Agent L tried to pull the wool over my eyes by giving me some “legitimate” answer to my questions:  “To answer your questions, Western is working to locate the specified lumber, White Oak, No. 2 with 19% moisture content.  Finding lumber with the right moisture content for restoration projects is extremely important.  Wood with too high or too low moisture content can be either too wet or too dry, causing the wood to shrink or swell.  Since we are repairing the structural posts and studs and eventually the sill, we want to avoid a large amount of movement (swelling or shrinking) of the wood elements.”  Sure it sounded believable and apparently is technically true, but I didn’t buy it.  Especially not when I read her next line:  “Because the required lumber sizes are big (8.5x8.5, 4x4), finding certified white oak with the necessary moisture content has proven tricky.”  Right there!  Did you read it?  Finding the right kind of wood has proven tricky.  My spider senses were tingling, something seemed a little off here…her answer was too smooth, too professional, too factual to take at face value.  So I began to look deeper.

Who would benefit by extending the length of time it took to complete the first phase of work and part of the second?  Would the architects?  Would Western?  Then it occurred to me, what if this was an inside job?  What if one of our own was behind this scheme?  Could it be the Director or the Curator?  Maybe they had taken a sudden liking to being at the house by 7am in the morning, maybe they discovered how much more work they accomplished after having seven cups of coffee in a three hour time period instead of their regular four.  Or was it the Education Director?  She hasn’t made an appearance yet in this blog which is already suspicious.  Maybe she was enjoying the break from all of those fourth and fifth grade classes whose yearly pilgrimages to the museum have been suspended due to the restoration work – maybe enjoying it a little too much.  That made much more sense.  But as I know from having read a mystery tale or two in the past, sometimes the suspect is someone who appears to be above reproach, who seems to have an unassailable, airtight alibi.  Who would that be in this case?......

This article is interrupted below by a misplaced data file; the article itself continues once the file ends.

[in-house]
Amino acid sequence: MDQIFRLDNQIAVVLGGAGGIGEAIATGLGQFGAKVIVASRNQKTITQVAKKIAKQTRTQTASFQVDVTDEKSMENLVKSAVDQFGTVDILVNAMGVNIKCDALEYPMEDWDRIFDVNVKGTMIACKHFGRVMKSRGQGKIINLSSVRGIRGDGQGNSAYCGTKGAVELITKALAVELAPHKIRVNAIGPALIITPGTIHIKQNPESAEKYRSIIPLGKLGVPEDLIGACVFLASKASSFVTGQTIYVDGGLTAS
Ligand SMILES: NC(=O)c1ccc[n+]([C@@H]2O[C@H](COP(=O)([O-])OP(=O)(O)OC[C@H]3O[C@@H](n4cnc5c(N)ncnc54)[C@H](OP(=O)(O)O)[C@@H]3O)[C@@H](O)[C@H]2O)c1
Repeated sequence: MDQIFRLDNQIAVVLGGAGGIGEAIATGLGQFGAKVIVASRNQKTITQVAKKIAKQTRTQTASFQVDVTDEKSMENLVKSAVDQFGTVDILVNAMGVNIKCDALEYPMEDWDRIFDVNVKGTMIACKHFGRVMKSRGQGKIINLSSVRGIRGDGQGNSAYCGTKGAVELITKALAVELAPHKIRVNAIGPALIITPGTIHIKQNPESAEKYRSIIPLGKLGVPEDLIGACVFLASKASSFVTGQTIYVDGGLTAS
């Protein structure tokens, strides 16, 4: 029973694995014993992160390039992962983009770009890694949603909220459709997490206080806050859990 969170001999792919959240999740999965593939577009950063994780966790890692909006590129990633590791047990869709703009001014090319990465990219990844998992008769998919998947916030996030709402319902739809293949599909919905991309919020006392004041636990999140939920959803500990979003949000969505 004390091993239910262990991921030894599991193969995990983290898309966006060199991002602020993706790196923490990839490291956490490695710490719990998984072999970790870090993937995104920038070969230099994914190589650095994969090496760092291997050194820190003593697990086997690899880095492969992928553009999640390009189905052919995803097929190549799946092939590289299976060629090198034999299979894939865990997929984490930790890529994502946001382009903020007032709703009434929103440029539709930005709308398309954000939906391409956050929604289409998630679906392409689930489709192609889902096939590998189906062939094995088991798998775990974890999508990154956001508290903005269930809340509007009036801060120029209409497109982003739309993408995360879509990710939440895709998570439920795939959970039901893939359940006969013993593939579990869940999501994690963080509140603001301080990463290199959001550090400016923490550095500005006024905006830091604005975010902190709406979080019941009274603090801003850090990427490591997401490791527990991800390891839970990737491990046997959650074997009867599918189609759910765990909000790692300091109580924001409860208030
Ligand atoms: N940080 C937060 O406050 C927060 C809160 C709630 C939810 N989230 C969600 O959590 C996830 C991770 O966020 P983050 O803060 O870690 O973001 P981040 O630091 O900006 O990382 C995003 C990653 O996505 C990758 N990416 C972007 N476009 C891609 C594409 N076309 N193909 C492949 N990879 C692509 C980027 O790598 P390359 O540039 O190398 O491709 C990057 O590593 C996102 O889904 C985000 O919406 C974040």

The List of Suspects:

Western - is their absence a sign of guilt?
This question mark symbolizes Agent L and her cohorts at Stephen Tilly, Architect - nameless, faceless - guilty? 

Maybe a certain Director has been hitting the mug a little too frequently and thinks a delay in restoration work will fuel her habit?